Now, being that this is a prototype and never actually saw combat, there are a couple ways to go with the paint. You can do the standard factory fresh, or you can add a little weathering to be either the test vehicle or the museum piece, or you can go what-if and add stowage and battle weathering. I decided to use the T-28 as a practice on filters and shading. The base color is Gunze Sangyo RLM Violet Brown. I find it’s a good OD color. I then mixed up two shades of the base color, first adding 10% Buff and then 30% Buff (give or take). I used the lighter shade on the angled sections, and the lightest on the top sections. The tracks were painted with Vallejo Track Primer, 3 rust colors, and Dark Rubber. The Track primer color was also used on the sides of the outer fenders. After a light pin wash of raw umber, I did some light dry-brushing with oils. The decals are very basic and went on without any problems. I did decide to tone them down with an overspray of the lightest OD color mixed with about 90% thinner. Some dry-brushed silver here and there, and I was very pleased with the outcome. Oh, in case you were wondering, I did use the included metal tow cables. They are not painted, but instead I ran a butane torch along the cable several times, allowing it to glow orange and then cool down. Not only does it make the cable pliable and easy to work with, it also turns it a black and sometimes rusty color.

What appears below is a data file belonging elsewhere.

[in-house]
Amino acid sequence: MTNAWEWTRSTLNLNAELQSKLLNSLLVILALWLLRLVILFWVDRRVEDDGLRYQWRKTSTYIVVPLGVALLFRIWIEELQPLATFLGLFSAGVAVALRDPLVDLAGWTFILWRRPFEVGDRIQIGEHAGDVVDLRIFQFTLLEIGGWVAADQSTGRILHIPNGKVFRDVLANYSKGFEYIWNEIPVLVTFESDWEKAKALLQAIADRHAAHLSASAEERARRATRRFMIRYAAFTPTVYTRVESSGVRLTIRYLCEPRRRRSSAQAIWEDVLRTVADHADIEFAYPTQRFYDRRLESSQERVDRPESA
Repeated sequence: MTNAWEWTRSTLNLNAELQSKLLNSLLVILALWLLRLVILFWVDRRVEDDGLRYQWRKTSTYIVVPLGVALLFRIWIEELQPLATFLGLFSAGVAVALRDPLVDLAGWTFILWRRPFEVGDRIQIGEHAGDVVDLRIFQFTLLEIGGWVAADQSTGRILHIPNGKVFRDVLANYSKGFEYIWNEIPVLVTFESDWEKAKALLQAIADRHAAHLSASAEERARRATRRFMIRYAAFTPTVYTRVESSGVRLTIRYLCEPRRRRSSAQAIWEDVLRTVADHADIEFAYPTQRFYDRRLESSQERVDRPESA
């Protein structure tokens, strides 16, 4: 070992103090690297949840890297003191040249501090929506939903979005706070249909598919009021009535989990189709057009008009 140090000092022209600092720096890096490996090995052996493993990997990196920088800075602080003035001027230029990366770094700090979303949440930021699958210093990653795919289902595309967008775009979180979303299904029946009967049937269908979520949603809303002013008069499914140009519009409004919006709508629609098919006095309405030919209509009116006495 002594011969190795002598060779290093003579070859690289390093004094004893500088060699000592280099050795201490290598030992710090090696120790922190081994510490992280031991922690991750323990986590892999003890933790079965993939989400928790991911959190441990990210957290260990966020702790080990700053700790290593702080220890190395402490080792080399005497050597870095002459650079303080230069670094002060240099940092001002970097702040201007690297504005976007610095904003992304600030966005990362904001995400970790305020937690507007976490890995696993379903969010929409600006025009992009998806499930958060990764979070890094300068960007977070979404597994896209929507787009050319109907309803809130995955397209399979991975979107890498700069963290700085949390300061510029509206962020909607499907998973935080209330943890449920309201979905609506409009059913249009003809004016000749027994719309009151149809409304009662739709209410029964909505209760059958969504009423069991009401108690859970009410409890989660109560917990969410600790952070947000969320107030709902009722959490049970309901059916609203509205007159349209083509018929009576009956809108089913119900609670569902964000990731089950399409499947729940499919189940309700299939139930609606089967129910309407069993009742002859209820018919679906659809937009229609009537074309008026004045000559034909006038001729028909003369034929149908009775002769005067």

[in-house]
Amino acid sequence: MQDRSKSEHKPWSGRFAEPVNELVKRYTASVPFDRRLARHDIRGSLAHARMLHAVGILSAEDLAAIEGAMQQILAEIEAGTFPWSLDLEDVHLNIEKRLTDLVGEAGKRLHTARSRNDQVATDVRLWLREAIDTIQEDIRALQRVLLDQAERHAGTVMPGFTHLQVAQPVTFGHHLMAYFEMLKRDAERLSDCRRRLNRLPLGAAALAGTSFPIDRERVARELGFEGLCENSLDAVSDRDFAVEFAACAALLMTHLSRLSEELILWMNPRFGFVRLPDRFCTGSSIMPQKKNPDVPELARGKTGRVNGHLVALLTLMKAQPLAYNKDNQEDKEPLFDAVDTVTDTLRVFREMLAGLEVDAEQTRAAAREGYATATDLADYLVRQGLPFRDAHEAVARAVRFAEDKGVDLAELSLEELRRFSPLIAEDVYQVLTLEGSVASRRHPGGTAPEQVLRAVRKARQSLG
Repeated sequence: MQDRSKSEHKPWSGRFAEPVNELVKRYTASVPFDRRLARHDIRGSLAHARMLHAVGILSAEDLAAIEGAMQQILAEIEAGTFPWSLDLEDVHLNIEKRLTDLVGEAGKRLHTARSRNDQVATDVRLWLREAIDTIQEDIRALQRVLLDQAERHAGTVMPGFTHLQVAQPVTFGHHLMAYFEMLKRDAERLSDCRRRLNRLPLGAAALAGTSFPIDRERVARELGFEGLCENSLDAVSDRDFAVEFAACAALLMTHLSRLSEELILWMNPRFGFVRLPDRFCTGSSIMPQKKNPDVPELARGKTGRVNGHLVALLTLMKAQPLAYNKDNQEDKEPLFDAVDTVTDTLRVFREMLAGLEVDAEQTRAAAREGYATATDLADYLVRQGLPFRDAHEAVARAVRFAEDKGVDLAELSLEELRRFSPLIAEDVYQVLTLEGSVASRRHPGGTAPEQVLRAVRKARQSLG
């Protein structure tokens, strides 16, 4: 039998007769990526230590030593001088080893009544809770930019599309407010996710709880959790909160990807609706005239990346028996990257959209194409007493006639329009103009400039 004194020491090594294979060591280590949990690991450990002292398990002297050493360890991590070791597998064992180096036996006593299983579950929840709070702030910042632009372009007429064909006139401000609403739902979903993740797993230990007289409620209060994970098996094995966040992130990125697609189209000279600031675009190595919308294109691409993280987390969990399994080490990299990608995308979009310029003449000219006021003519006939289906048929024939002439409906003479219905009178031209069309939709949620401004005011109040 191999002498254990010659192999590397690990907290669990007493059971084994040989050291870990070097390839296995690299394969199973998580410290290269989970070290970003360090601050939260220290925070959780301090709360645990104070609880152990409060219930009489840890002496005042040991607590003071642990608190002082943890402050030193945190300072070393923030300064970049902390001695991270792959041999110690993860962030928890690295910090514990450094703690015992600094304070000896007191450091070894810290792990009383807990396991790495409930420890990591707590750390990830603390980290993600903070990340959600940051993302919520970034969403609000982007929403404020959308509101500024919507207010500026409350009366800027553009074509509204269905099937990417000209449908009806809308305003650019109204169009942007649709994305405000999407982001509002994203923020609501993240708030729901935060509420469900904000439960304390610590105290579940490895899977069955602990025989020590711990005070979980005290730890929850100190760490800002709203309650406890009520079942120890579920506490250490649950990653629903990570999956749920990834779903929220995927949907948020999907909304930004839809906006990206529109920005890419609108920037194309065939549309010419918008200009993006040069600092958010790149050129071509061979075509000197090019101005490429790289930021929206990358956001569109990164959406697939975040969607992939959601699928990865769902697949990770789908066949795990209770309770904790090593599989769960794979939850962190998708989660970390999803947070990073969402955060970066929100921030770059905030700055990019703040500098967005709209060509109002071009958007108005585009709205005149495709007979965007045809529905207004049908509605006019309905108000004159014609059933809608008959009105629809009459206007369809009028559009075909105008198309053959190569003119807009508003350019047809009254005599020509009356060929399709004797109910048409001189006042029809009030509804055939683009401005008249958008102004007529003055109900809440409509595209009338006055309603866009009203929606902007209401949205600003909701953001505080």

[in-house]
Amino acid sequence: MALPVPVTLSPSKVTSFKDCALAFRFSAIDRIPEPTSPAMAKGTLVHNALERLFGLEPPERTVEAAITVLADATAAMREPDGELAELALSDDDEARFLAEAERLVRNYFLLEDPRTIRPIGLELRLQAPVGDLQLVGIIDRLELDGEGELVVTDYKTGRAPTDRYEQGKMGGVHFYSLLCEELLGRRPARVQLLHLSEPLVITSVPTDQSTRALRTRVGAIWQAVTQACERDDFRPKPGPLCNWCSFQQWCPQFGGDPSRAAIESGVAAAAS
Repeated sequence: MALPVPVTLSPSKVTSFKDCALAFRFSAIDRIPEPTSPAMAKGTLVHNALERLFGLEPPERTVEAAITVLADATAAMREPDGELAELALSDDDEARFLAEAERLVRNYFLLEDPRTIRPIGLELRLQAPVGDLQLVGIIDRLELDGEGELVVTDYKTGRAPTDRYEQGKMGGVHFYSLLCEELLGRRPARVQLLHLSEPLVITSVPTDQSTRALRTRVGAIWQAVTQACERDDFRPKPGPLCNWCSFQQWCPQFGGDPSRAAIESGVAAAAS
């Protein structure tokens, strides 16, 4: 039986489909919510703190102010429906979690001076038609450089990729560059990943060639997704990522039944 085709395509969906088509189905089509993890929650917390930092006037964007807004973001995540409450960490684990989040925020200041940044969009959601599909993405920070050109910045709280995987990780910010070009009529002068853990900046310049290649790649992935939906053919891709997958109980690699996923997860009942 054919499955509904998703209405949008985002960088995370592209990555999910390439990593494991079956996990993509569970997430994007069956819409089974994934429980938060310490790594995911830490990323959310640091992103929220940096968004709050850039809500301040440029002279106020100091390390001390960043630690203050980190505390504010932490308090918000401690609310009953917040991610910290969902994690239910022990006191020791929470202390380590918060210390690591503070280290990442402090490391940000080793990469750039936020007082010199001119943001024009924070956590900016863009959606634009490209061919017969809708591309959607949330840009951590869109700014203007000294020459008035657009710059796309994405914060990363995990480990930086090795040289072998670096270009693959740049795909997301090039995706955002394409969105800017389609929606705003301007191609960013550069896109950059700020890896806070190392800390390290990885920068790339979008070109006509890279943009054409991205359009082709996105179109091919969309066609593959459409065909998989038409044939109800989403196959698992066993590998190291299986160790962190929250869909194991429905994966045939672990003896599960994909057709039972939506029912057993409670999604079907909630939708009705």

Overall, I am very happy with how this kit turned out. Aside from a slow and tedious start that made me almost want to give up, it was a fun kit to build and it looks great beside my other US armor. I do recommend the kit; however, I would advise caution for any beginning modelers.

My thanks to Dragon Models USA for providing the review kit and to IPMS for allowing me to review it.

T-28 Super Heavy Tank (2024)